Robert Christgau: Dean of American Rock Critics

Consumer Guide:
  User's Guide
  Grades 1990-
  Grades 1969-89
  And It Don't Stop
  Book Reports
  Is It Still Good to Ya?
  Going Into the City
  Consumer Guide: 90s
  Grown Up All Wrong
  Consumer Guide: 80s
  Consumer Guide: 70s
  Any Old Way You Choose It
  Don't Stop 'til You Get Enough
Xgau Sez
  And It Don't Stop
  CG Columns
  Rock&Roll& [new]
  Rock&Roll& [old]
  Music Essays
  Music Reviews
  Book Reviews
  NAJP Blog
  Rolling Stone
  Video Reviews
  Pazz & Jop
Web Site:
  Site Map
  What's New?
Carola Dibbell:
  Carola's Website
CG Search:
Google Search:

Consumer Guide

Taj Mahal, Jenny Lewis and More Get Nods
But Jeffrey Lewis Is Named Dud of the Month

In what is traditionally back-to-school month in the record business as well as the education business, students are targeted with: Juno spinoff, Rilo Kiley spinoff, Congotronics, the best mashup album ever and a TV on the Radio record that so far has gone over this prof's head. But trust the prof on those soul and blues resuscitations.

Kimya Dawson and Friends: Alphabutt (K) Although anybody who thought Juno was icky better get a barf bowl, my only problem with the flick was that its soundtrack recycled songs I preferred in their natural habitats. So take these 15 ditties in 28 minutes as the soundtrack to the sequel, in which the adoptive mother cuts off her blond mane so she can occasionally escape the bouquet of talc, poop and sour milk that follows babyparents everywhere. Jollied along by an anarchic chorus of 4-year-olds, it's definitely for kiddies--hearing a 4-year-old sing along with the fart jokes cured my own ickophobia. But it's also the rare work of art that captures the dizzy infatuation that is dedicated infant care. All that's missing is a song about sleep deprivation. A MINUS

Girl Talk: Feed the Animals (Illegal Art) My body already knew what my powers of distinction told me when I replayed the Pittsburgh DJ's 2006 breakthrough mashup Night Ripper, which is that this is the one that goes for the jugular: historically guaranteed barn burners like "Gimme Some Lovin'," "A Whiter Shade of Pale," "Rebel Rebel" and "96 Tears" validating modern-day filth on the order of UGK's offensive "International Players Anthem" and Three 6 Mafia's odious "I'd Rather" (the one where Project Pat pretends he did his bid as a top). But only when I printed out Wikipedia's list of samples [Wikipedia]--good enough for downloaders, though an official version comes with the official release--did I get it. It's like reading along with lyrics no one can fully make out unaided--by the Clash, say. Mining classics like "Mickey," "Bad Girls" and "Mama Said Knock You Out" for beats you can't ID without a scorecard, chipmunking such totems as the Band, Radiohead, Sinead O'Connor, Styx and the Beastie Boys, marching Kelly Clarkson to Nine Inch Nails and Britney Spears to Air, fabricating duets by Trina and M.I.A. or Public Enemy and Young Leek, Gregg Gillis has plenty to say about music. What he has to say about life, which is that "I'd Rather" equals "Gimme Some Lovin'," remains more limited. Nevertheless, sequences here give me hope. In my favorite, Ice Cube's "AmeriKKKa's Most Wanted" turns into Hot Chocolate's "Every 1's a Winner." A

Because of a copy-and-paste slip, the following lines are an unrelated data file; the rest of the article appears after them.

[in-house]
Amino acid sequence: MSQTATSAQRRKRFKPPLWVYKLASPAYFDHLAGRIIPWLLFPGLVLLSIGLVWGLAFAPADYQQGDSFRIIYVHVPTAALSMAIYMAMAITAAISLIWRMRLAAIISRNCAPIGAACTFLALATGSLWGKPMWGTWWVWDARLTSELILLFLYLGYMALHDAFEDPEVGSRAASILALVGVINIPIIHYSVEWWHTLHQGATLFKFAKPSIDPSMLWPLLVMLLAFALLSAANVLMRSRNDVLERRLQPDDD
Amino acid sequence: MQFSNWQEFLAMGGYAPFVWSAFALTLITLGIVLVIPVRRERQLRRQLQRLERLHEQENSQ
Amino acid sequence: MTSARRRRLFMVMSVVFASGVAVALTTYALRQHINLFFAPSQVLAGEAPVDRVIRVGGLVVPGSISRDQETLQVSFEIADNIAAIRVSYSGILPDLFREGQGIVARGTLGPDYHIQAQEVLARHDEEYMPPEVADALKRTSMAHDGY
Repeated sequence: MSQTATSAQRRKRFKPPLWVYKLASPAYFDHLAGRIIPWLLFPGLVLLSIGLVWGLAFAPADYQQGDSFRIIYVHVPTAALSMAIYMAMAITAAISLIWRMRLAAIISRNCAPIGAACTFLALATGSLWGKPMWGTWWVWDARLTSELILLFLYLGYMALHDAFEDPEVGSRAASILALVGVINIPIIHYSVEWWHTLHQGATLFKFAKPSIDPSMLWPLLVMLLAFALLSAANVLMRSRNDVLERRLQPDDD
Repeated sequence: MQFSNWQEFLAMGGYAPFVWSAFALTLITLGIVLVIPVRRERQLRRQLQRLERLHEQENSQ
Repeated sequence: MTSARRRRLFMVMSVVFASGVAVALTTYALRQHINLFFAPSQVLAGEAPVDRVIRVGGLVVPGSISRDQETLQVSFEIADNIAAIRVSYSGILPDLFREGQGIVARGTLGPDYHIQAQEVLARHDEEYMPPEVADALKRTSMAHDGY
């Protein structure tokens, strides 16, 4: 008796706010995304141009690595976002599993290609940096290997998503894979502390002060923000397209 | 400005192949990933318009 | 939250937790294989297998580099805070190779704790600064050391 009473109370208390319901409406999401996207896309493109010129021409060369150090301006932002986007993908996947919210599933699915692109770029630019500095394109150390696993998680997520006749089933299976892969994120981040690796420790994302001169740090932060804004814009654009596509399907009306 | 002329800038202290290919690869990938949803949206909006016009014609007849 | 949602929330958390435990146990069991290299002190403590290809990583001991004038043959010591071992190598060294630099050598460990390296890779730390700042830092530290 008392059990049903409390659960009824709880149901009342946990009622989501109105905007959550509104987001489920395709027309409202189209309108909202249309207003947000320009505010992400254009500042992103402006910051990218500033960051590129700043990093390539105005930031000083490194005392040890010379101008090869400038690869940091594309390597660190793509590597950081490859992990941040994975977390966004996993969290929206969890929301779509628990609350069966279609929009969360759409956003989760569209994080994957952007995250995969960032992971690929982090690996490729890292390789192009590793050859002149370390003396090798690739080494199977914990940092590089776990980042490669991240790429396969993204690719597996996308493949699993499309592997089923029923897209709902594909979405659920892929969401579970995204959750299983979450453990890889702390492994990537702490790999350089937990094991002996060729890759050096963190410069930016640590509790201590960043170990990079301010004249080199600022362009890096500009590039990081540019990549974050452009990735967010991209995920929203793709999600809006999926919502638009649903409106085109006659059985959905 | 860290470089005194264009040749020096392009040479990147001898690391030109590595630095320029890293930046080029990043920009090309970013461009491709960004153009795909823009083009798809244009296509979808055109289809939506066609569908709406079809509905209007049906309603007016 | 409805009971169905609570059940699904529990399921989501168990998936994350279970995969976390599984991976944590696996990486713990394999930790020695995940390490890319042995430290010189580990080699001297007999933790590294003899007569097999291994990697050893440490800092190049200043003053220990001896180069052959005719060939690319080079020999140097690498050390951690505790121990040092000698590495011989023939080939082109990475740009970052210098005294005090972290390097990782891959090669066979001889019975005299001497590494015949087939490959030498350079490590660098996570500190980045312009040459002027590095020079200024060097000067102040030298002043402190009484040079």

Jaguar Love: Jaguar Love (Matador) This three-song skyrocket of an EP begins with the opener and closer of the pained, poetic album it renders a luxury instead of proving a necessity. With a reformed Blood Brother shrieking his mad visions like Kathleen Hanna on Halloween and a Pretty Girls Make Graves guy overseeing the hooky noise-punk, it's like riot grrrl turned into a style after its surprise factor played out. The non-album track shouldn't have been. It's about one Townes Van Zandt fan ditching another in a Spanish train station after the ditchee tells him he's knocked her up. A MINUS

Kasai Allstars: In the 7th Moon, the Chief Turned Into a Swimming Fish and Ate the Head of His Enemy by Magic (Crammed Discs) Where Konono No. 1 play unpolished though by now self-conscious street music, the second band to get its own Congotronics album is a "cultural" collective in which five ethnic groups from Congo's strife-torn, diamond-producing Kasai region fuse and spread their traditions. It serves up the distorted buzz Congotronics fans jones for, sonics that are generally raunchy even though the thumb pianos also generate balafon beauty, and five lead singers. The long track lengths and ritualistic vocals are more village than metropolis even though Kinshasa is their home--and also more village than the Afro-indie hipster might prefer. Afro-indie folkies won't care. B PLUS

Jenny Lewis: Acid Tongue (Warner Bros.) Like so many solo statements, this one's awash in freedom of choice--string section on demand, a drummer who knows her place, arrangements jenny-rigged beneath verses that could use a groove, and three male notables, including Elvis Costello himself. Only a talent as major as Lewis could half bring it off. But note that it's Rilo Kiley's Jason Boesel whose drums set off the lazy "See Fernando," about a secular saint who'll always buy a sinner a beer, and the wicked "Carpetbaggers", about dirty-booted jezebels tricking innocent young things into helping with the groceries. With Boesel helping, the nine-minute "The Next Messiah" may well convince you that her dad or someone like him was a power-mad con artist. But he fails to deliver "Jimmy Killed Mom" from the skeptical scrutiny due all songs on oedipal themes since the Doors' "The End." B PLUS

Taj Mahal: Maestro (Heads Up) Maybe I have a weakness for African-Americans from Hawaii, or maybe this one knows how to bend the blues, croon the diaspora and also sing Hawaiian. Then again, on his strongest non-collaborative album since the '70s, it's possible he's just extra excited. At 66, he leads multiple bands, including Los Lobos and Ivan Neville's crew through previously unmined naturals, from "Scratch My Back" to "Diddy Wah Diddy," and keeper originals such as "Strong Man Holler," in praise of a woman who was sweet 17 in halcyon 1959. A MINUS

Raphael Saadiq: The Way I See It (Columbia) In 1996, Saadiq turned the climactic Tony! Toni! Toné! album into a virtuoso history lesson. Six years later, he tried to dazzle Maxwell in his own reflected glory. Six years later yet again, he outdoes himself with a fearless return to retro. Singing with the obliging malleability of last Temptation Dennis Edwards, emoting with the sweet specificity of miracle worker Smokey Robinson, he goes Motown with so much joy in one-man-band craft he'll not only convince the girl he's sweet-talking that this is forever, he'll convince you. This late in the game he's got no time for filler. Even the Katrina lament "Big Easy" stays within the parameters of a genre he inhabits from the inside out. A